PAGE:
Consumers across the globe are more concerned with protecting their financial and payments information stored on a computer than they are with protecting this data when stored on a mobile wallet, according to data.
The study, "Global Consumer Survey: Consumer Trust and Security Perceptions," from ACI Worldwide, said that only 43 percent of global consumers trust businesses, including restaurants and merchants, to protect their financial data -- while more than 80 percent of global consumers generally believe their mobile wallet data is secure.
Study findings include:
- Global consumers are not confident in firms' abilities to protect their stored data; only in the U.S., (54%), India (60%) and Thailand (51%) do consumers report at least 50 percent confidence that their stored data is well-protected
- Across all regions, the top security concern is theft by computer hacking (32% in the U.S., 45% in Germany, 37% in Indonesia)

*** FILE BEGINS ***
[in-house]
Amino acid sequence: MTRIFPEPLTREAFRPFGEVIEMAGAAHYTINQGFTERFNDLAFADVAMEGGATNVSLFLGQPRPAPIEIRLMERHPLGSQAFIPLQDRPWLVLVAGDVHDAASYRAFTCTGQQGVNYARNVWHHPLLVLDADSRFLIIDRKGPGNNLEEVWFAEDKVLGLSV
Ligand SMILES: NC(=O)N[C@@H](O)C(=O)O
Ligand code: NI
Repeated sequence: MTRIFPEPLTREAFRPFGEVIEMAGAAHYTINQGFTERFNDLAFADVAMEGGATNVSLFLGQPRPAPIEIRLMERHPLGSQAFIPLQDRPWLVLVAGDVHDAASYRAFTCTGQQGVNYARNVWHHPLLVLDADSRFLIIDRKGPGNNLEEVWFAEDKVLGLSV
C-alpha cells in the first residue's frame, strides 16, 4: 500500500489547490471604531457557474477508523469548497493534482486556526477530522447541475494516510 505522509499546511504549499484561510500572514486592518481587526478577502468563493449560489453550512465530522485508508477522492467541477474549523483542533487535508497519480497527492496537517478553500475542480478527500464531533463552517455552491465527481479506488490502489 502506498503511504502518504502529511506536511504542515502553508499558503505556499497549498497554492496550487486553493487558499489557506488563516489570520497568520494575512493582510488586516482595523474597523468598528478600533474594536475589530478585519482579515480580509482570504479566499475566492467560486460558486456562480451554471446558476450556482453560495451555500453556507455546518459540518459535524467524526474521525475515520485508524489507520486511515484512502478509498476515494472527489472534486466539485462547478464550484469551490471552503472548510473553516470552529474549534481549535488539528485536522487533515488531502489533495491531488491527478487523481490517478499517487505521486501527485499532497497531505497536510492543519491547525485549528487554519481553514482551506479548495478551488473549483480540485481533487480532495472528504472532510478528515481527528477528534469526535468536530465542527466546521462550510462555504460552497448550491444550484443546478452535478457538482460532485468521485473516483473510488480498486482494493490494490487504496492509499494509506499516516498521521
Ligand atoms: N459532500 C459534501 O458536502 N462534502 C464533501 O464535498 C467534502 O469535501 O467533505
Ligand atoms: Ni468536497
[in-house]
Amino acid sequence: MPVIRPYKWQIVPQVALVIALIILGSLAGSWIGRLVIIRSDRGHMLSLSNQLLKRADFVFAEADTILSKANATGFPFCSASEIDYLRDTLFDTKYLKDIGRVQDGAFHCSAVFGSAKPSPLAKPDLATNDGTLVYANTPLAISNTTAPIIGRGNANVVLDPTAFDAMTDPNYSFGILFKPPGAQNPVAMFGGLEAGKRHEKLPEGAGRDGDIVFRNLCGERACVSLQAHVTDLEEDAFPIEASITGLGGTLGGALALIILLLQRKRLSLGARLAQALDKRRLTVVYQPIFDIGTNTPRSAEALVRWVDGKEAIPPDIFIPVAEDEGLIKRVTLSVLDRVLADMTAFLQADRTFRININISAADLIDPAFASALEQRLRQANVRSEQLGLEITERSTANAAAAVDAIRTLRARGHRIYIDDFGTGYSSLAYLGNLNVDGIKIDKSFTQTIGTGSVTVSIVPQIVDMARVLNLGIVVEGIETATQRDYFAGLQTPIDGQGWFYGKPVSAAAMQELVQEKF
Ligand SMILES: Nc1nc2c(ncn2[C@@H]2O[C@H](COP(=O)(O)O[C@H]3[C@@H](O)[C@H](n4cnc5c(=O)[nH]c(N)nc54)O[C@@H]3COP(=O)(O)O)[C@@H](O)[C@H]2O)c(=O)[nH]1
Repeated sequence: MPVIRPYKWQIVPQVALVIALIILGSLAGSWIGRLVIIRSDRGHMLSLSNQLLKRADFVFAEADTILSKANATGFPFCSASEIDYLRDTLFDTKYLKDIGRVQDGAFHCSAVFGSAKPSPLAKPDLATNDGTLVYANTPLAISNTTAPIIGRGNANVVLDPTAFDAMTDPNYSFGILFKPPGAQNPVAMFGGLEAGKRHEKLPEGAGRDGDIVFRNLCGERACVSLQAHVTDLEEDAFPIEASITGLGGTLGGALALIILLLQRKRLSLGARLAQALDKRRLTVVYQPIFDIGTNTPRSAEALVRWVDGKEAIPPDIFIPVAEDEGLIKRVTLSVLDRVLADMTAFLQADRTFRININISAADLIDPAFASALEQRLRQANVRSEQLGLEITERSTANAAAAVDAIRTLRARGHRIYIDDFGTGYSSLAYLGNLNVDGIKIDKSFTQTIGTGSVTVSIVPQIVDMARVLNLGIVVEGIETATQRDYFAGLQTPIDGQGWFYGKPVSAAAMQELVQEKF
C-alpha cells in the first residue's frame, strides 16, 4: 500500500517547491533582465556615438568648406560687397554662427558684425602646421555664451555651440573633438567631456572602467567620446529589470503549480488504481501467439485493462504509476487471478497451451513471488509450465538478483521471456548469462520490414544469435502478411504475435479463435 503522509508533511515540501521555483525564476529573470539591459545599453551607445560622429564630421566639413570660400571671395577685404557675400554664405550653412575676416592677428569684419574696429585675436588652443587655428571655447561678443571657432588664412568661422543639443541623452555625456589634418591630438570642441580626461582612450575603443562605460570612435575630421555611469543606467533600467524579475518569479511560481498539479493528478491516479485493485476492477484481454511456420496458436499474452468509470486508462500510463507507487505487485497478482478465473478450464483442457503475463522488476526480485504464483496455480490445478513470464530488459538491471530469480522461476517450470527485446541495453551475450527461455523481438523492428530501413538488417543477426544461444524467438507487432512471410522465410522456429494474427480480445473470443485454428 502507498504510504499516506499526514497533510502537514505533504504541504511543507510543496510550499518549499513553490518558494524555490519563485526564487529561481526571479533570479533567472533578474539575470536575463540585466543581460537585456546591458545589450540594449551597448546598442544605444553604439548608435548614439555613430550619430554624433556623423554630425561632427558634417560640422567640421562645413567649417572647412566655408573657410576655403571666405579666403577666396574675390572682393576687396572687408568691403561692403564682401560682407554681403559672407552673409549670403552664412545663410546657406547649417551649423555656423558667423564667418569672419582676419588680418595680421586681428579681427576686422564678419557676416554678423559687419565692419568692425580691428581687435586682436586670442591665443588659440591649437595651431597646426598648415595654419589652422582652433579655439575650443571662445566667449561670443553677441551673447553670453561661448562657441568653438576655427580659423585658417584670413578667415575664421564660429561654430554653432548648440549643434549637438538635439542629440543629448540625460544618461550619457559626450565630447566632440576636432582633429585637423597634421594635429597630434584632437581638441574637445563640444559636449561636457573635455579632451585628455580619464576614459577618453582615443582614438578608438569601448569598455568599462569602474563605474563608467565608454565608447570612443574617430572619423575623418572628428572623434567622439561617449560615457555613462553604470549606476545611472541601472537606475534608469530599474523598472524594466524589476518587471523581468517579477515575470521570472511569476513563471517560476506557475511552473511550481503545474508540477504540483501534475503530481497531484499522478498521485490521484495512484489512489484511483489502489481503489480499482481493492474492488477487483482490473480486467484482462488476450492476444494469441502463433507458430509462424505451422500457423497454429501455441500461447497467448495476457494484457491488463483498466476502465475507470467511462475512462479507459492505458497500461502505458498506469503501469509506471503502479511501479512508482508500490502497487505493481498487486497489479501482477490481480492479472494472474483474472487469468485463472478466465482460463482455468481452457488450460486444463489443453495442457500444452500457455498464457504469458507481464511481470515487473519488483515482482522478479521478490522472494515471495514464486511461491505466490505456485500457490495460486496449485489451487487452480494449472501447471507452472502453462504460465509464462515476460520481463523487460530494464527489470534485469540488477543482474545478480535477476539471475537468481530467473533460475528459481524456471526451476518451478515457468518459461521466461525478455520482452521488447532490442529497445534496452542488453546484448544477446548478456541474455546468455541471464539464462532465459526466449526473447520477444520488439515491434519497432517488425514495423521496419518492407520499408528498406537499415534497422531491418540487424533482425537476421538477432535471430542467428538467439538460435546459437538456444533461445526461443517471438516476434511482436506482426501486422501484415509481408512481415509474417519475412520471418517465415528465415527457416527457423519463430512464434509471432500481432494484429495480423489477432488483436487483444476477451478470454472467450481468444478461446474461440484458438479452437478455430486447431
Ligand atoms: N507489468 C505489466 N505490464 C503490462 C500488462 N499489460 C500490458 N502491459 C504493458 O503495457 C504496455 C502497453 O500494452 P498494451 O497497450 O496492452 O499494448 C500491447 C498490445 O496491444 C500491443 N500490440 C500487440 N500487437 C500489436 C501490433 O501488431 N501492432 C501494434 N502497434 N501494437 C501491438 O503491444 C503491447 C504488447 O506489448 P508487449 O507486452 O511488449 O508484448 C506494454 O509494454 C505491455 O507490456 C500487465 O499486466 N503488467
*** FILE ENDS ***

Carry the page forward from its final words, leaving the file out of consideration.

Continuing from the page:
- Globally, over 80 percent of consumers think their mobile wallet's personal and financial information is secure
- After experiencing fraud or a data breach, 65 percent of consumers indicated they would stop shopping with a given merchant
- Consumers are generally willing to interact with organizations to mitigate fraud, overwhelmingly preferring to engage with relevant organizations via mobile device
- 75 percent of consumers globally are very interested in receiving a call or SMS message to their mobile device to help mitigate fraud.
"This data is a further wakeup call to the broader payments industry, including merchants, banks and financial intermediaries, that we must proactively educate consumers about security measures that are in place -- to allay consumer concerns, which will not only result in enhanced customer experiences, but also help to reduce fraud losses," said Andreas Suma, vice president and global lead, fraud and data, ACI Worldwide. "Moreover, consumers must become more proactive in securing their personal data by using the fraud prevention measures and services offered by their financial institutions."